Millennium Post
Editorial

Inadequate and inappropriate

Inadequate and inappropriate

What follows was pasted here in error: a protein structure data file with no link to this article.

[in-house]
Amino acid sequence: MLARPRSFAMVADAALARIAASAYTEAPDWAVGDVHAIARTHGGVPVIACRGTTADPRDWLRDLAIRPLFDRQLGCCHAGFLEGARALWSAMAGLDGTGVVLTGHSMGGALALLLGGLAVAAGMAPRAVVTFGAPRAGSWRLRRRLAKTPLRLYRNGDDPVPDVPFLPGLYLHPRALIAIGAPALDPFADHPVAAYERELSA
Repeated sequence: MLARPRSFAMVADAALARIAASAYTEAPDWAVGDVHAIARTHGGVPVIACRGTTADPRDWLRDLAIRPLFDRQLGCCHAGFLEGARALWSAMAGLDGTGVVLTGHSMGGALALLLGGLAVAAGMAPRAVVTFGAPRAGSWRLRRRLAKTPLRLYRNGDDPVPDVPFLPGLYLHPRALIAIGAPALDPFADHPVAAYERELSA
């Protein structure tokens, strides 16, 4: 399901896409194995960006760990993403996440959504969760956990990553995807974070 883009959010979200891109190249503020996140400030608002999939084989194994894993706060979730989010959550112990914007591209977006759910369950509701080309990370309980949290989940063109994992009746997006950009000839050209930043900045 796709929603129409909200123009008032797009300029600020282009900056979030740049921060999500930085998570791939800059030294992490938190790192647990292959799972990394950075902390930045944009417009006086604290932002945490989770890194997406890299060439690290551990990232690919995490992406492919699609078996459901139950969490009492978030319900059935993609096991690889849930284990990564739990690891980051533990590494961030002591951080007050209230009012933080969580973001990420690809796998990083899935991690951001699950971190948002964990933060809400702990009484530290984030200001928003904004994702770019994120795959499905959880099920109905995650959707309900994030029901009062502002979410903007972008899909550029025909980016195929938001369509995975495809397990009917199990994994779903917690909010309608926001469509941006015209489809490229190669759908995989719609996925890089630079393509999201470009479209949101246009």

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Following the reservations put forth by the Editors Guild of India (EGI) and DigiPub, the News Broadcasters & Digital Association (NBDA), too, called for the withdrawal of a draft amendment to the Information Technology Rules, 2021. The proposed amendment, which empowers the Press Information Bureau (PIB) — a public communication wing of the Central government — to order social media intermediaries to ‘take down’ content flagged as fake by the agency, has come under massive criticism by expert bodies, journalists and opposition parties. The criticism of the draft amendment appears to be completely valid as it stands weak on Constitutionality and can have far-reaching negative implications on the media fraternity. The Editors Guild of India has been right on the money in asserting that the “determination of fake news cannot be in the sole hands of the government and will result in the censorship of the press”. More specifically, the PIB, broadly speaking, is just a publicity wing of the government. The government claims that the agency has been in the business of fact-checking since 2019. However, it remains a fact that an all-encompassing anti-misinformation drive is beyond its jurisdiction and functional capacity. The agency is acutely ill-equipped to deal with the scale of the misinformation problem prevailing in India. There have been numerous instances of discrepancies in the fact-checking activities of the PIB in the past. To top all these limitations, there is the big question of selective and deliberate bias. Given that the PIB works at the behest of the ruling government of the day, the probability of selection bias becomes very high. The problem could be further exacerbated by the limitation of resources. It may not be difficult to guess what kind of fake news the agency will focus on with the scant resources it has! A glaring dichotomy in the government’s approach towards tackling misinformation is evidently clear. While it is vocal about dealing with misinformation, its discomfort with independent fact-checkers is telling. It was not very long ago when one of India’s leading fact-checkers was dragged into one police complaint to another before the Supreme Court of India came to his rescue. The fragmented perception of what constitutes fake news and what needs to be busted could be more dangerous. Facts can be arranged in a different order to tell different versions of reality, and selective omissions can be as good as lies. Furthermore, experts have rightly questioned the Constitutional validity of the move. The News Broadcasters & Digital Association asserted that the amendment would stifle the freedom of speech and expression of the media guaranteed under Article 19 (1) (a) of the Constitution. It must be noted that the taking down of digital and social media content is an extreme step and can be carried out only on limited grounds enlisted in Article 19(2) of the Indian Constitution. It is highly contentious whether the proposed taking down of content under the draft amendment would come under Article 19(2) of the Indian Constitution. As stated by the Editors Guild of India, “This new procedure basically serves to make it easier to muzzle the free press and will give sweeping powers to the PIB, or ‘any other agency authorised by the Central government for fact checking’” Lately, the government narrowed down its argument saying that the takedown provisions will be limited to government-related matters. The EGI criticised the use of the phrase, “in respect of any business of the Central government.” The guild said that this will “stifle legitimate criticism of the government and will have an adverse impact on the ability of the press to hold governments to account.” Information is power. In a democracy like India, its control must rest with the people rather than the government. Misinformation has indeed become a mammoth problem for India. It needs to be controlled effectively. The proposed amendment not just falls short of being adequate to handle India’s looming misinformation crisis, but it is also violative of Constitutional spirit and morality. To address the misinformation problem, the government should understand the importance of independent fact-checkers and create an enabling environment for them. Any ounce of potential bias needs to be avoided.

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